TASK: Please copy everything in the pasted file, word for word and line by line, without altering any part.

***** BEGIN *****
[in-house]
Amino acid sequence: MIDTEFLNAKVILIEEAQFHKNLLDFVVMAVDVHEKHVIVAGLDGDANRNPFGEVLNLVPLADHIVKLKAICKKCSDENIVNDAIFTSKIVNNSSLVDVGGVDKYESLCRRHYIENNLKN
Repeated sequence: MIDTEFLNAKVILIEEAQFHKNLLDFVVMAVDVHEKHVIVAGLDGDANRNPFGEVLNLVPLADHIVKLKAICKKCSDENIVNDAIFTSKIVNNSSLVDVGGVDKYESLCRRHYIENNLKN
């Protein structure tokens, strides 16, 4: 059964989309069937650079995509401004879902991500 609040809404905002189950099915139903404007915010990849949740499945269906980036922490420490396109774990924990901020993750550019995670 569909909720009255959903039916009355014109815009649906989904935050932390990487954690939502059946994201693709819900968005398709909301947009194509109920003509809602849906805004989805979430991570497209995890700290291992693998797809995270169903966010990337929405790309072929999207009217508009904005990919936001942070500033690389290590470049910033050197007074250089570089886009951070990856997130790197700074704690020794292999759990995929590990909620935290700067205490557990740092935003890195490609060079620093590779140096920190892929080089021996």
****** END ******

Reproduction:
[in-house]
Amino acid sequence: MIDTEFLNAKVILIEEAQFHKNLLDFVVMAVDVHEKHVIVAGLDGDANRNPFGEVLNLVPLADHIVKLKAICKKCSDENIVNDAIFTSKIVNNSSLVDVGGVDKYESLCRRHYIENNLKN
Repeated sequence: MIDTEFLNAKVILIEEAQFHKNLLDFVVMAVDVHEKHVIVAGLDGDANRNPFGEVLNLVPLADHIVKLKAICKKCSDENIVNDAIFTSKIVNNSSLVDVGGVDKYESLCRRHYIENNLKN
């Protein structure tokens, strides 16, 4: 059964989309069937650079995509401004879902991500 609040809404905002189950099915139903404007915010990849949740499945269906980036922490420490396109774990924990901020993750550019995670 569909909720009255959903039916009355014109815009649906989904935050932390990487954690939502059946994201693709819900968005398709909301947009194509109920003509809602849906805004989805979430991570497209995890700290291992693998797809995270169903966010990337929405790309072929999207009217508009904005990919936001942070500033690389290590470049910033050197007074250089570089886009951070990856997130790197700074704690020794292999759990995929590990909620935290700067205490557990740092935003890195490609060079620093590779140096920190892929080089021996």